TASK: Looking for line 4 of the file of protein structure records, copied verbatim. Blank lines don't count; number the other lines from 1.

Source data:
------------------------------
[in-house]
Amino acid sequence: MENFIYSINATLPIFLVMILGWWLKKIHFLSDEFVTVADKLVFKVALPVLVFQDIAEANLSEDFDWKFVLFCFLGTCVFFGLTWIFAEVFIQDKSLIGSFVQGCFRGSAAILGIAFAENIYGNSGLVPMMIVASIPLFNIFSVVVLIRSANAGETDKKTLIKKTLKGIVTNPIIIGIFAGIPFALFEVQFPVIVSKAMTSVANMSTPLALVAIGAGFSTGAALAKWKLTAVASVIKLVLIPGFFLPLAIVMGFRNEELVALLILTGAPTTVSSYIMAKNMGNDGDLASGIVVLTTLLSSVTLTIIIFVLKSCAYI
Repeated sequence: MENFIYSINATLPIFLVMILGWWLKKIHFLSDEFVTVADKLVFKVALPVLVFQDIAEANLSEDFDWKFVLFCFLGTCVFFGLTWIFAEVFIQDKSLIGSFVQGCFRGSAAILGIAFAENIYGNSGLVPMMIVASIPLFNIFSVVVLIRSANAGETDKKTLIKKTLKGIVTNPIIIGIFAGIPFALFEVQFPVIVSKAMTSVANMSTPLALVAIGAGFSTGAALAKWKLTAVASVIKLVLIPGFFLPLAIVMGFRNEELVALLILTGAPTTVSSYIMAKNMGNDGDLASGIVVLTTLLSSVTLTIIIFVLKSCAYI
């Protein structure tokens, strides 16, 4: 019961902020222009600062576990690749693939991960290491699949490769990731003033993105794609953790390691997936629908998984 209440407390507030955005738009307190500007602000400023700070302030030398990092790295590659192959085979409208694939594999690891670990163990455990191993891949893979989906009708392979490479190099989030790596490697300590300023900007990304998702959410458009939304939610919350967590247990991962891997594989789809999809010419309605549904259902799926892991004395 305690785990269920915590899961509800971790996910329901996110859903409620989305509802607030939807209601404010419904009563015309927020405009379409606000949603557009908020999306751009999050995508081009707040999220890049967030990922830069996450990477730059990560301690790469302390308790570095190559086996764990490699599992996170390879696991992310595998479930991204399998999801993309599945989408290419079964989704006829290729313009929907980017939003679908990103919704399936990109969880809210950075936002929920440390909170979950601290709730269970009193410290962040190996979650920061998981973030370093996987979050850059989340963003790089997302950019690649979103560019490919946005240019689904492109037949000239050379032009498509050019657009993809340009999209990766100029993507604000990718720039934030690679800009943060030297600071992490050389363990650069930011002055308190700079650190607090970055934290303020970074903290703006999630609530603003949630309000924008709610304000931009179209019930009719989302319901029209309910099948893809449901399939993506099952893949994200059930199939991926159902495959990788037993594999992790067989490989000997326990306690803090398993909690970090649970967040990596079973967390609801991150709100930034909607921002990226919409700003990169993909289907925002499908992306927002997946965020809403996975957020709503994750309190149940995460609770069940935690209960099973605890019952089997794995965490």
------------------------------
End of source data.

């Protein structure tokens, strides 16, 4: 019961902020222009600062576990690749693939991960290491699949490769990731003033993105794609953790390691997936629908998984 209440407390507030955005738009307190500007602000400023700070302030030398990092790295590659192959085979409208694939594999690891670990163990455990191993891949893979989906009708392979490479190099989030790596490697300590300023900007990304998702959410458009939304939610919350967590247990991962891997594989789809999809010419309605549904259902799926892991004395 305690785990269920915590899961509800971790996910329901996110859903409620989305509802607030939807209601404010419904009563015309927020405009379409606000949603557009908020999306751009999050995508081009707040999220890049967030990922830069996450990477730059990560301690790469302390308790570095190559086996764990490699599992996170390879696991992310595998479930991204399998999801993309599945989408290419079964989704006829290729313009929907980017939003679908990103919704399936990109969880809210950075936002929920440390909170979950601290709730269970009193410290962040190996979650920061998981973030370093996987979050850059989340963003790089997302950019690649979103560019490919946005240019689904492109037949000239050379032009498509050019657009993809340009999209990766100029993507604000990718720039934030690679800009943060030297600071992490050389363990650069930011002055308190700079650190607090970055934290303020970074903290703006999630609530603003949630309000924008709610304000931009179209019930009719989302319901029209309910099948893809449901399939993506099952893949994200059930199939991926159902495959990788037993594999992790067989490989000997326990306690803090398993909690970090649970967040990596079973967390609801991150709100930034909607921002990226919409700003990169993909289907925002499908992306927002997946965020809403996975957020709503994750309190149940995460609770069940935690209960099973605890019952089997794995965490």